Delta Force: Army’s ‘quiet professionals’

Operate in shadows — not in spotlight

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As Navy SEALs bask in the limelight for daring missions, some in the Army are wondering whether the other half of the nation’s counter-terrorism covert warriors — Delta Force — is being upstaged and left in the shadows.

Adm. William H. McRaven, a SEAL who commanded the Joint Special Operations Command when SEAL Team 6 killed Osama bin Laden in Pakistan last year, favors his guys over Delta, some say.

“All I’ve heard and observed is that he is obviously pro-SEAL and that explains why Delta has been sidelined,” said a retired Army Green Beret who still conducts special operations as a government contractor.

A spokesman for U.S. Special Operations Command, where Adm. McRaven is now the top officer and the second SEAL in a row to lead the force, declined to comment. “There are some units we do not discuss,” he said.

SEAL Team 6 has won heaps of public praise since dispatching the world’s most wanted terrorist in May 2011. Months later, real SEALs starred in an action movie, “Act of Valor.” Later this year, Hollywood will release another SEAL-related film on the hunt for bin Laden.

A SEAL team added to the hype in January by rescuing American hostage Jessica Buchanan from a band of pirates in Somalia.

By comparison, when Delta Force and conventional ground troops hunted down Iraqi dictator Saddam Hussein in 2003, found him a spider hole and flew him to Baghdad in a special ops “little bird,” the covert unit received far less media focus and garnered no starring role in a movie.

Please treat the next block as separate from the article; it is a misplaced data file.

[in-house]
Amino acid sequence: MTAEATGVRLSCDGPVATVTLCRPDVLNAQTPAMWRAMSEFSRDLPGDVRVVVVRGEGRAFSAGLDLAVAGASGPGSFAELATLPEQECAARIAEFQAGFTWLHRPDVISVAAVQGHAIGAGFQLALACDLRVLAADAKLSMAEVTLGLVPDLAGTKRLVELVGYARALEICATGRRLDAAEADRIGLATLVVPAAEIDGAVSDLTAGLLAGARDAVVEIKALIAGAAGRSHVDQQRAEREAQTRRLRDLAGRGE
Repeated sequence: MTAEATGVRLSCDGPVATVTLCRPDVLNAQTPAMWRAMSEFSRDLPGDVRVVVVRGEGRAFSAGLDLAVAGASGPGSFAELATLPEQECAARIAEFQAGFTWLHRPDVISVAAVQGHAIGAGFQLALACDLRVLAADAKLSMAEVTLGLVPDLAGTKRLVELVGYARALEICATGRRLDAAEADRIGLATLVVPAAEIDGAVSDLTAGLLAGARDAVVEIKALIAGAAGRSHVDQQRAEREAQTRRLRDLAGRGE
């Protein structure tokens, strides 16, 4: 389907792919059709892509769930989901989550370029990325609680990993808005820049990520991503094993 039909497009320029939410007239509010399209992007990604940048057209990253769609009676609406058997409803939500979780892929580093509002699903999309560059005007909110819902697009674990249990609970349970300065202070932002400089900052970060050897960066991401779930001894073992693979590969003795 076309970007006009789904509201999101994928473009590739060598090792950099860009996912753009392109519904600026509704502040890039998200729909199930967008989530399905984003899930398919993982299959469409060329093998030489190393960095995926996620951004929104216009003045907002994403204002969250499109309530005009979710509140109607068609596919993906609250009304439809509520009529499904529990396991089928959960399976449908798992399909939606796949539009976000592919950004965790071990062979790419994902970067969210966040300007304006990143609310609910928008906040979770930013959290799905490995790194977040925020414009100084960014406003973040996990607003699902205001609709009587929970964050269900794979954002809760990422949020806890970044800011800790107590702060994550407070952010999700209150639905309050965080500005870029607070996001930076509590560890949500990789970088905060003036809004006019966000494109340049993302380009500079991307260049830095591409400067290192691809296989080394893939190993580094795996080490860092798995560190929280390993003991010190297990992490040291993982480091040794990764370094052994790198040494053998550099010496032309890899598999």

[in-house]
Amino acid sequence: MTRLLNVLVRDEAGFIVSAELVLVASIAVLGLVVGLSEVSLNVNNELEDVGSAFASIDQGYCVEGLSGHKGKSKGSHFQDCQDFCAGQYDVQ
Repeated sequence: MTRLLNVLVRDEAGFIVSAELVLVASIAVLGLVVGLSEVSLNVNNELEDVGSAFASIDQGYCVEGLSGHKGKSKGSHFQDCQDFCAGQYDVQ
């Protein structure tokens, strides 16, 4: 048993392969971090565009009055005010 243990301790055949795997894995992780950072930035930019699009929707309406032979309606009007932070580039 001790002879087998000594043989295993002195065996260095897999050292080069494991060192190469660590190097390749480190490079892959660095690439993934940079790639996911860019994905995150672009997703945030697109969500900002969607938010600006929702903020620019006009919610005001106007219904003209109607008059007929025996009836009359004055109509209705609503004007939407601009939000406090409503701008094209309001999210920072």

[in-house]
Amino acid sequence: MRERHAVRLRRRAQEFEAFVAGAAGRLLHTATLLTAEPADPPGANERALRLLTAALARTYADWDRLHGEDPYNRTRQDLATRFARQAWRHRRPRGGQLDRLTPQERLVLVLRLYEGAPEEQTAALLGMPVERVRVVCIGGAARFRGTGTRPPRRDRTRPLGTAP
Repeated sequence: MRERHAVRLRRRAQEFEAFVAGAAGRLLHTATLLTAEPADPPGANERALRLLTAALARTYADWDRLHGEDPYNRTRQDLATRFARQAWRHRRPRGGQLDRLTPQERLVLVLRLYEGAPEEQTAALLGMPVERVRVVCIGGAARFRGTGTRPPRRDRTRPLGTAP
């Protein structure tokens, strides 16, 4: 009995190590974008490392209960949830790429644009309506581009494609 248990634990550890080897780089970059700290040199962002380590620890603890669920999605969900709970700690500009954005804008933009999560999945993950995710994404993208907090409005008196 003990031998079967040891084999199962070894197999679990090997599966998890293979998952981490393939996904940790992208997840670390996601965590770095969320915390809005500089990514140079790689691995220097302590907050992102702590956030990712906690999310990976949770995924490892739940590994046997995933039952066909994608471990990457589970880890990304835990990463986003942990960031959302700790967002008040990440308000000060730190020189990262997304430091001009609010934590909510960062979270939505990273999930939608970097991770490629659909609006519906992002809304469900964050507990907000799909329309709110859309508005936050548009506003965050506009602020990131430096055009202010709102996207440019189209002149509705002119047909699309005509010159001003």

In fact, the most famous movie involving Delta Force is 2001’s “Black Hawk Down,” which depicted a failed 1993 mission that led to a U.S. retreat from Somalia.

Delta also played the principal role in the painstaking hunt for Iraq’s most violent terrorist leader, Abu Musab Zarqawi. The Bush administration put out few details about how Zarqawi was found in a hideout north of Baghdad, and Delta remained in the shadows.

‘Shadow forces’

But the Obama administration provided on background rich detail about the killing of bin Laden and has aided Hollywood in its movie production.

So much information flowed from the administration that two weeks after the raid, Adm. Mike Mullen, then the chairman of the Joint Chiefs of Staff, urged leakers to shut up.

“We are close to jeopardizing this precious capability that we have, and we can’t afford to do that,” Adm. Mullen said. “This fight isn’t over. … It’s time to stop talking.”

Retired Army Col. Ken Allard, a career intelligence officer, described Delta Force members as “quiet professionals. Silence is security.”

He said Delta was created in 1979 to often fight alongside conventional forces, as it did in the Saddam hunt.

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